If you have ever looked into getting a home mortgage, you're aware that your credit score is a critical part of the lending equation. A less than excellent credit score can cost you extra money on your payments each month or even prevent you from taking out a new loan altogether.
The main distinction between different types of debt is whether there is any type of collateral associated with it. Think stuff that is tangible - a car or a house. Debt taken out for these types of purchases is called "secure," since the lender could repossess the items if a borrower can no longer make payments.
On the other hand, debt that is associated with student loans or credit cards is considered "unsecure," because a lender cannot immediately recoup money lent. However, this isn't necessarily bad for credit: As long as you are making minimum payments on time every single month, these liens can gradually strengthen your credit, regardless of being secure or unsecure. A borrower who faithfully makes payments each month demonstrates to a lender he or she can handle the responsibility of taking on a new loan.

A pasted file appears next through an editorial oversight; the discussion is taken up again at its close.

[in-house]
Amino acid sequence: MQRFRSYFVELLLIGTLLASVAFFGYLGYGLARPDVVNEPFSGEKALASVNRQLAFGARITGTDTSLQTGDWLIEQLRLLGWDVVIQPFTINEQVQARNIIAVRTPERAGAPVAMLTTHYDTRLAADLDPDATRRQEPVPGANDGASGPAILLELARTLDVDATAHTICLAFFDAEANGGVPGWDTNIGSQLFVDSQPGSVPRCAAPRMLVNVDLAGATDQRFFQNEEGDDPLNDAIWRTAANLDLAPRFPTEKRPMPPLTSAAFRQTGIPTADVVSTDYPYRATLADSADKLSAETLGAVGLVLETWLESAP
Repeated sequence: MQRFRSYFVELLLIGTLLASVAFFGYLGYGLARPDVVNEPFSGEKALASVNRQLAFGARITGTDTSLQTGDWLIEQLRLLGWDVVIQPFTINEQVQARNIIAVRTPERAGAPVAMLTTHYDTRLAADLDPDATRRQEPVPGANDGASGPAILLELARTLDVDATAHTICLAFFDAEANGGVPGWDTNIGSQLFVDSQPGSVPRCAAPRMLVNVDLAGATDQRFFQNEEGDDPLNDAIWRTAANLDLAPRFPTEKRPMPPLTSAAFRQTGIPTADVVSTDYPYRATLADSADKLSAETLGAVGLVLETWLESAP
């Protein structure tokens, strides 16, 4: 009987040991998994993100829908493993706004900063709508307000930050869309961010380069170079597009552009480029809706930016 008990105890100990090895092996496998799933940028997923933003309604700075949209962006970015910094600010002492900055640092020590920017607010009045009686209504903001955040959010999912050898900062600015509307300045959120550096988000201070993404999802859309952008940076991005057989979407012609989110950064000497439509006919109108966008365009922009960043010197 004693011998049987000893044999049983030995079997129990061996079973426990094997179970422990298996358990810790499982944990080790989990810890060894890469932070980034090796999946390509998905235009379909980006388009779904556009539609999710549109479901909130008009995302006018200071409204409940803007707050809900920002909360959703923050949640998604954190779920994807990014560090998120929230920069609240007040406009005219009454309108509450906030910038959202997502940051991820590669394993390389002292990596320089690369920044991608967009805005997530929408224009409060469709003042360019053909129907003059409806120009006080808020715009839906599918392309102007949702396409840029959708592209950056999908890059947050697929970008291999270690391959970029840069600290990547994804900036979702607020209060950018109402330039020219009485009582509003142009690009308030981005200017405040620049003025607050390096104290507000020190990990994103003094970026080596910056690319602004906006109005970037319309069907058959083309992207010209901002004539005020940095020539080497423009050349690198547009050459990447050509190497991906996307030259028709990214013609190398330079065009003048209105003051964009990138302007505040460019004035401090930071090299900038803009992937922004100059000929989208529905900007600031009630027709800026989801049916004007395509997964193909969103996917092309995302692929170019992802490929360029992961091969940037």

The only real "bad" debt is debt that you cannot afford to pay off in a timely manner. If your minimum monthly lien payments owed are more than 43 percent of your monthly income, your chances of obtaining a new mortgage will be slim to none - you will need to work on paying off existing debt first.
If you have any questions regarding liens on your credit report or things you can do to improve your credit score, don't hesitate to contact a licensed loan advisor, whose goal it is to help you make prudent financial decisions. As always, call us toll-free at 877-939-0339 for more information.